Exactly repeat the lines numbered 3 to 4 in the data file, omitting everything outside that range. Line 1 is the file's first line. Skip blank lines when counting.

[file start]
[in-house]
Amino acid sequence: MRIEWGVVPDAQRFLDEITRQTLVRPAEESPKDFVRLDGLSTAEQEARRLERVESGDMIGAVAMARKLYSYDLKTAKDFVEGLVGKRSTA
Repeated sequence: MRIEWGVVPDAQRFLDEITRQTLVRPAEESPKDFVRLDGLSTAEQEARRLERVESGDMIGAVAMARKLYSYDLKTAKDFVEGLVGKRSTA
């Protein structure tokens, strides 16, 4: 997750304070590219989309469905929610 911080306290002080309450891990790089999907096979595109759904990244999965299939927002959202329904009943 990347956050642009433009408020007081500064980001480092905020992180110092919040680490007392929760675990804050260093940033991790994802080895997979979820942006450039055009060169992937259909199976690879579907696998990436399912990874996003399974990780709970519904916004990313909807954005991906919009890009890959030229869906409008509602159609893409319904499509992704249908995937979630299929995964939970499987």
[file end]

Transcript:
Repeated sequence: MRIEWGVVPDAQRFLDEITRQTLVRPAEESPKDFVRLDGLSTAEQEARRLERVESGDMIGAVAMARKLYSYDLKTAKDFVEGLVGKRSTA
């Protein structure tokens, strides 16, 4: 997750304070590219989309469905929610 911080306290002080309450891990790089999907096979595109759904990244999965299939927002959202329904009943 990347956050642009433009408020007081500064980001480092905020992180110092919040680490007392929760675990804050260093940033991790994802080895997979979820942006450039055009060169992937259909199976690879579907696998990436399912990874996003399974990780709970519904916004990313909807954005991906919009890009890959030229869906409008509602159609893409319904499509992704249908995937979630299929995964939970499987």